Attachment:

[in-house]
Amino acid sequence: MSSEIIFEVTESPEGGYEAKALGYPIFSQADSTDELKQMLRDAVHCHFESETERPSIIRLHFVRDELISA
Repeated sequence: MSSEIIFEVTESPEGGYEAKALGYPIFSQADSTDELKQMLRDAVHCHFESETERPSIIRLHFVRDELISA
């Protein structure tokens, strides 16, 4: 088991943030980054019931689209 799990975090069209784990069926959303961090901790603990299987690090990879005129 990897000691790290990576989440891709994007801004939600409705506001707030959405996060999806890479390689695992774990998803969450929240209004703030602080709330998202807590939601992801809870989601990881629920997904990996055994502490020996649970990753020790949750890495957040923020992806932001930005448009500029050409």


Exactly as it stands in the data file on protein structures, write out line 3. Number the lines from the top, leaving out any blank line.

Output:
Repeated sequence: MSSEIIFEVTESPEGGYEAKALGYPIFSQADSTDELKQMLRDAVHCHFESETERPSIIRLHFVRDELISA